Have you noticed? We tend to take people skills for granted. We assume that they’re important in the workplace. We know that, in order to foster a positive and fruitful workplace, it’s important that everyone gets on. But what does this mean in today’s climate? With so many people working from home, do social and personal skills matter as much? Should we now be happy to employ extreme introverts or even hermits?
Companies talk a good deal about people skills. But what do they mean? Maybe it’s time to take a closer look.
We associate people skills with good manners, time management and influence. These are, of course, important traits. It doesn’t matter where you work or the nature of your role. Your people skills affect your ability to listen, to respond, to act, make decisions and to create a warm and friendly environment.
Here are a few of them that, especially during today’s difficult times, are important to have more than ever -
Communication isn’t just about making people feel comfortable. It’s about articulating information in an appropriate and timely fashion. For example, imagine there was a fire in your company’s building, would you send out a company-wide email, explaining that the building is on fire? Possibly not! This reaction might be timely, but it wouldn’t be appropriate. More likely, you’d set off the fire alarm. A person with good communication skills knows when and how to speak up, as well as when to stay silent.
The past six months have tested this skill more than ever before. Businesses closed, company rules changed, employees were furloughed, jobs disappeared, and new ones emerged – all because of the COVID-19 virus. People who will survive a crisis such as this are those who can be adaptable – people who face change head-on. They are more likely to come up with fresh ideas for addressing challenges. Some people will just shut down as soon as difficulties arise. An adaptable person responds with “Okay, we can get round this. Let’s find out how!” Remote work and evolving public health guidance continue to be the norm. So adaptability is a critical skill for navigating a way through.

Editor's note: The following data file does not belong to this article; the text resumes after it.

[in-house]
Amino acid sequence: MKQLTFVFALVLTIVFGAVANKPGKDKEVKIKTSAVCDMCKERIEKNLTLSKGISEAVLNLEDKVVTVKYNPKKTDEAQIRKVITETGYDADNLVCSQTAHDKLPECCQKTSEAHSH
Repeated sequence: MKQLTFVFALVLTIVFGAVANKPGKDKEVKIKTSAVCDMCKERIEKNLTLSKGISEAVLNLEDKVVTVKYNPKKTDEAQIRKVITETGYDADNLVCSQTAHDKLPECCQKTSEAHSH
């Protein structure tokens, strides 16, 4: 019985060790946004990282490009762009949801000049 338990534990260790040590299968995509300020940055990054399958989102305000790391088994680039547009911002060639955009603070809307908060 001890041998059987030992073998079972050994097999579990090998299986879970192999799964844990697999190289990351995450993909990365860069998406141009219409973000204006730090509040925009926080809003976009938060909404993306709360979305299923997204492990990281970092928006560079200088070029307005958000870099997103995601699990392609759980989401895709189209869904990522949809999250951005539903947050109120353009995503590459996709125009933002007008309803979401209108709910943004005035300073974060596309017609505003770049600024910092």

Someone with leadership skills is able to listen to feedback, absorb ideas, take a decision. They can then inspire people to move forward with purpose and enthusiasm. Evidence of leadership skills materialises in how they interact with others and the example they set through their own work.
There is, of course, a difference between being a leader and being the boss. The two don’t necessarily go hand-in-hand. You can run a company and not be a leader. Alternatively, you can lead without being the boss.
When lockdown first kicked in, and employees left their office desks to work from home, they needed to use certain new skills or at least polish up on skills, which had been previously under-used. These might include their use of virtual written communication tools, such as emails and work chats. People often think that writing skills are only important for public relations professionals or report writers, when, in fact, good writing skills are critical now more than ever.
Without the presence of body language, employees must be sure that every text, slack or email sent is communicated clearly. Emojis certainly have a role to play here - they help express an attitude or emotion through writing. Look at the difference between these two text messages –
“Did you see Jane’s email?”
“Did you see Jane’s email? :( :(”
The first is neutral. The second suggests there’s something wrong, shocking, or inappropriate with Jane’s email.
People skills are always valuable, but they are especially desirable in times of change. Maybe things will go back to ‘normal’ soon, but it’s looking increasingly likely that the concept of ‘normal’ is changing permanently. That’s why we encourage employers to look for candidates with these soft skills and encourage existing employees to develop them.
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